I found this post I made on a gamasutra article, and I thought it might make good blog fodder.
It was in response to a comment about games that felt “disrespectful” of their players.
It seems to me like there are at least two types of players who want different things. One type likes to FEEL smart, or powerful. The other wants to solve problems that require them to BE powerful or smart, or whatever.
I’ve seen these groups over and over again in my career. We even designed separate multiplayer modes for each of them in Resistance 1. It’s a deeply polarized area, and emotions run high either way.
Obviously not all gamers fall into one of these two groups, it’s a continuum, and there are many other tastes, but for the sake of an example lets just consider these two.
In my experience, designing for the first group (whether it’s monetized by virtual goods or not) tends to be about giving the illusion of power or intelligence and manipulating emotions. It’s not disrespecting those particular players, it’s giving them what they want.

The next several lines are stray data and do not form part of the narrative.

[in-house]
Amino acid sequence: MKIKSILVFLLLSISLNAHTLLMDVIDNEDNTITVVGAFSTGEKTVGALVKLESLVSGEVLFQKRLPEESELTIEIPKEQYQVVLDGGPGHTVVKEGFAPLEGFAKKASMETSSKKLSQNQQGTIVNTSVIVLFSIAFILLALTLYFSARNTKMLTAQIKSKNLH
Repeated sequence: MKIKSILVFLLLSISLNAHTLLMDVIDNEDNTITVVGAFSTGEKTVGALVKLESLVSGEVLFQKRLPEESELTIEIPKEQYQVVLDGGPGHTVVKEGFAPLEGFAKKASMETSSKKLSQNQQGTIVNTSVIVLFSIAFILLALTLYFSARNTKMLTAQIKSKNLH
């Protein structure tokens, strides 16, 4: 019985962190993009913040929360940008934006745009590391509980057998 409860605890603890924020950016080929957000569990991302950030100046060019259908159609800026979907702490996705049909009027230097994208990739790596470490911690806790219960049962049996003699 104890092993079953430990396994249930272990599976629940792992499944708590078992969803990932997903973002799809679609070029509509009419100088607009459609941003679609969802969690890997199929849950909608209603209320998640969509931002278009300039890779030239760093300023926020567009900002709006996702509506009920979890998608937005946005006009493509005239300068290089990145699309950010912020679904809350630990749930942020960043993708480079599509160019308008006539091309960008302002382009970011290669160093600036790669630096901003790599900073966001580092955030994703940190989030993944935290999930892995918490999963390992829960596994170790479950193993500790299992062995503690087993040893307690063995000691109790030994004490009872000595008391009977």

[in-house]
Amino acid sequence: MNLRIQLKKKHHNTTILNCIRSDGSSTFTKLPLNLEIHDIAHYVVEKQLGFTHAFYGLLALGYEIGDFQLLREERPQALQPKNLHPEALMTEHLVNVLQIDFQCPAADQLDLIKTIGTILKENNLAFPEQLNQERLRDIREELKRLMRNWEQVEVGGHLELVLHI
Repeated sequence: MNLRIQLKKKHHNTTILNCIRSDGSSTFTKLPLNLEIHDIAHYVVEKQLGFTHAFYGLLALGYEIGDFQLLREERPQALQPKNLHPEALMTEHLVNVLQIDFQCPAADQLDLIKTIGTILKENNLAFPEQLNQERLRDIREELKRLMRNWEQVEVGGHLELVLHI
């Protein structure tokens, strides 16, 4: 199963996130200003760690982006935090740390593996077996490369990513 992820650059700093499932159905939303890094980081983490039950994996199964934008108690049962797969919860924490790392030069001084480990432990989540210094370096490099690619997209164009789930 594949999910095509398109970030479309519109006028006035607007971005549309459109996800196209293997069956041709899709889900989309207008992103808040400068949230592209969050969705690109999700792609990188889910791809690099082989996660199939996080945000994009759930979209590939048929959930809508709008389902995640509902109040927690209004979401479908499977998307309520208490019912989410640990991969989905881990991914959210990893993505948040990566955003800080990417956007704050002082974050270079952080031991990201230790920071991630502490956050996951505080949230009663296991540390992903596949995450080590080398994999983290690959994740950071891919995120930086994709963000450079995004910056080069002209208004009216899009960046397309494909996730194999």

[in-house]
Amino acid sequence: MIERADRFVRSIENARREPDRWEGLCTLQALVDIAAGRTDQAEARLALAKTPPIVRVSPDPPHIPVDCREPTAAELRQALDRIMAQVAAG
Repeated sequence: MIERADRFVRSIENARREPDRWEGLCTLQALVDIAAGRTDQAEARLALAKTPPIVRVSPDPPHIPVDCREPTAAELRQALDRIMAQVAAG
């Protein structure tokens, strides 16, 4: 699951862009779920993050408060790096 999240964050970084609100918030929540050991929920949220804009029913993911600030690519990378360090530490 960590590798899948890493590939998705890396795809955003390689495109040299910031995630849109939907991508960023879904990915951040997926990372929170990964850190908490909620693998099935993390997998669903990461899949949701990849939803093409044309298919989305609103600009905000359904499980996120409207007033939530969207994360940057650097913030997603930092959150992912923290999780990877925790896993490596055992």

Try and do the same for the other group, though, and they get REALLY mad. It’s the opposite of what they want. They want challenge. They want parity, fairness, etc… It’s upsetting to them, and in their view disrespectful and dishonest, to be given the illusion of something.
In the end, I think both groups are great, and both deserve to have games designed with them in mind — they just want VERY different things and the process of design is different to give them those things.
In the end, I think it’s what you said. Respect your players and what they want. The start of that is making sure you’re REALLY clear on who your players are, and the end of that is following through and delivering the kind of thing that makes them happy.